Folate deficiency

Folate, also known as folacin, is the natural form of vitamin B9. It is a water-soluble chemical that can be found in many foods.

It is also synthesized into folic acid and is added to foods or sold as a supplement as the folic acid is better absorbed than folate from food sources. Folate is responsible for the creation of DNA and RNA and it is involved in the metabolism of protein.

It is also needed in the production of healthy red blood cells and is vital during periods of rapid cell growth, such as in the time of pregnancy and fetal development.

Folate plays an important role in the breakdown of homocysteine, an amino acid that has deleterious effects in the body if present in high amounts.

What is Folate Deficiency?

Folate deficiency occurs when there is a low level of folate and its derivatives in the body. Since the body cannot naturally produce folate, folate deficiency may occur if there isn’t enough folate in your diet.

Folate deficiency can occur within a few weeks of not eating folate-rich foods. Deficiency may also be caused by a hereditary mutation or disease that prevents your body from absorbing or converting folate that can be synthesized by the body.

Anemia is the most common effect of folate deficiency. It is a condition where there are very few red blood cells. The illness can impair the function of tissues because the body requires red blood cells to carry oxygen.

Folate is a vital nutrient for women of childbearing age, and it can lead to birth defects during pregnancy.

Causes of Folate Deficiency

Lack of Folate in Diet

Consuming food with low levels of folic acid may lead to folate deficiency. This is a common cause of the folate deficiency for may people. Foods rich in folate include beans, leafy green vegetables, whole grains like wheat, and citrus fruits.

Excess consumption of alcohol

Drinking lots of alcohol over time can impair the body’s ability to absorb folate. Excess alcohol intake makes it harder for the intestines to absorb and utilize the nutrient.

Existing Medical Conditions

Since the small intestine absorbs folate through the jejunum, diseases of the small intestine such as celiac disease, Crohn’s disease, and entero-enteric fistula may reduce folate absorption. This makes it difficult for the body to hold as much folate as it needs.


Due to the increasing number of cells of a growing fetus, the body needs an increased amount of folate. This can lead to a decreased absorption and intake of the nutrient.

Folate deficiency is common in pregnant women, and it occurs as a result of an increasing amount of blood, and maternal hormones that regulate metabolism.

Pregnant women living in areas endemic with malaria and with sickle cell anemia require more folate.


Certain medications can interfere with the body’s ability to absorb and process folate. These include:

  • Birth control pills
  • Methotrexate (used to control inflammation like Crohn diseases and rheumatoid arthritis)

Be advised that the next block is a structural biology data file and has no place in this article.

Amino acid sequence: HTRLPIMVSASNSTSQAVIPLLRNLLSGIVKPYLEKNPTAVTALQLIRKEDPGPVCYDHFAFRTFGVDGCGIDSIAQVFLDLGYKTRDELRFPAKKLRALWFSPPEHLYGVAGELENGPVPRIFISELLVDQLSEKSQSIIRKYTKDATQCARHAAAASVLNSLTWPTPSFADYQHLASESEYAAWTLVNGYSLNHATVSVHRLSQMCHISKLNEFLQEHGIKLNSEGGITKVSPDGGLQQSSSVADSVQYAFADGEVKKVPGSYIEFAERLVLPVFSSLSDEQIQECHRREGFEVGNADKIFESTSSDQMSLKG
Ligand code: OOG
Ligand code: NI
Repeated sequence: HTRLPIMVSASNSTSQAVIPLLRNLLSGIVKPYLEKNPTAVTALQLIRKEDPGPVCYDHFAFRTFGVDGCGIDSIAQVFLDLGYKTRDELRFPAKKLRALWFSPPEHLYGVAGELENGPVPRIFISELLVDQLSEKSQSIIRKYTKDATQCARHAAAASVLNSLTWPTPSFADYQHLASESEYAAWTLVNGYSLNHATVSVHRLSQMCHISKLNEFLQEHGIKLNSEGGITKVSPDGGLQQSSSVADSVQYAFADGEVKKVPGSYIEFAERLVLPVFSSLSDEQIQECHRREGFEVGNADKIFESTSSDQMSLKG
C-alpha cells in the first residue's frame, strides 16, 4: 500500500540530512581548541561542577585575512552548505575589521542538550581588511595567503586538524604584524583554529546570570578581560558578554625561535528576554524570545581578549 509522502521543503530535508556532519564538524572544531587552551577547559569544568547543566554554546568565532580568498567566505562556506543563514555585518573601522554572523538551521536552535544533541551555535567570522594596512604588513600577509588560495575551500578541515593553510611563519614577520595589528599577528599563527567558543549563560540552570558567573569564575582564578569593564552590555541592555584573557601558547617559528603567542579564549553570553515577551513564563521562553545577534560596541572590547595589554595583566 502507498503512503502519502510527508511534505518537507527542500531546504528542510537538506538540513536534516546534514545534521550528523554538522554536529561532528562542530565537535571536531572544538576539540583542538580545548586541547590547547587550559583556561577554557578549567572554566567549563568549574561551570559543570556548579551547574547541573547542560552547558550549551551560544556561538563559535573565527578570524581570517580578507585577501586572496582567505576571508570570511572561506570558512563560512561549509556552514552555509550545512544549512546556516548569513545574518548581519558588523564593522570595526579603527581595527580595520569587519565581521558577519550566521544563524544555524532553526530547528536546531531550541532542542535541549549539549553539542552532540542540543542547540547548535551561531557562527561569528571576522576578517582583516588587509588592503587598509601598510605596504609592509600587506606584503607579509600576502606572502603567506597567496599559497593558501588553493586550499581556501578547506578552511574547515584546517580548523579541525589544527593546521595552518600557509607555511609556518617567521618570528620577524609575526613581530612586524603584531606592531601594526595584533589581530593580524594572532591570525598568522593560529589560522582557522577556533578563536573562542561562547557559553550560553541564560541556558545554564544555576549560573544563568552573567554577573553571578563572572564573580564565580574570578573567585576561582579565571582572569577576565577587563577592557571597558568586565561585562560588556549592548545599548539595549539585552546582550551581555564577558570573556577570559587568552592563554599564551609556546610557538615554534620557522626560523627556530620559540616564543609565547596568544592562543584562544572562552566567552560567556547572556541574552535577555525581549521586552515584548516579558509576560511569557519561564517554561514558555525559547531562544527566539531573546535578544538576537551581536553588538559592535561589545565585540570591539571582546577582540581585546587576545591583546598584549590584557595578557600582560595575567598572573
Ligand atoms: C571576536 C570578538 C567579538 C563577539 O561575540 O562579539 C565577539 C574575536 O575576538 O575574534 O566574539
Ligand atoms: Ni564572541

• Anticonvulsant medications like valproate phenytoin, carbamazepine, and primidone)
  • Metformin
  • Triamterene
  • 5-fluorouracil
  • Sulfasalazine

Other conditions that may increase one’s risk for folate deficiency include:

  • Kidney dialysis
  • Tobacco smoking
  • Breastfeeding
  • Bleeding
  • Malabsorption including fructose malabsorption and celiac disease

Signs and Symptoms of Folate Deficiency

Common symptoms of folate deficiency include:

  • Loss of appetite
  • Weight loss
  • Weakness
  • Headache
  • Sore tongue
  • Irritability

In pregnant women, folate deficiency may lead to low birth weight or premature births of infants. Folate deficiency in children can lead to:

Anemia due to folate deficiency can cause problems like:

  • Pale skin
  • Fatigue
  • Ringing in the ears (Tinnitus)
  • Race heart
  • Lack of energy
  • Headaches


The condition can be diagnosed by examining folate levels and its derivatives in the blood. This is measured as methyltetrahydrofolate.

Folate can also be diagnosed according to this guideline:

  • Folate deficiency is detected if the serum folate level is less than 7 nmol/l (3 μg/l).
  • Red blood cell examination may be carried out if folate deficiency is suspected.
  • A homocysteine level above 15 μmol/l could be indicative of a folate deficiency; however, local reference ranges should be taken into account.


Complications due to folate deficiency may include:

  • Low levels of white blood cells (leucocytes) and platelets.
  • Megaloblastic anemia, a condition where the red blood cells are larger than usual and underdeveloped.
  • Severe birth defects in the brain and spinal cord of a developing fetus. This is also known as neural tube defects.
  • Placental abruption which occurs when the placenta pulls away from the uterus wall and disrupts the flow of blood to the fetus.

Treatment and Prevention of Folate Deficiency

Folate deficiency can be prevented or treated by eating a healthy diet. These include leafy green vegetables, cereals, nuts, and fruits.

Folate acid is a synthetic form of folate and can be administered daily as a supplement. Daily multivitamin supplement contains folic acid along with other vitamin B nutrients.

The supplement is available over the counter in some counties, and in others, it is available in the form of fortified wheat flour, cornmeal, and rice.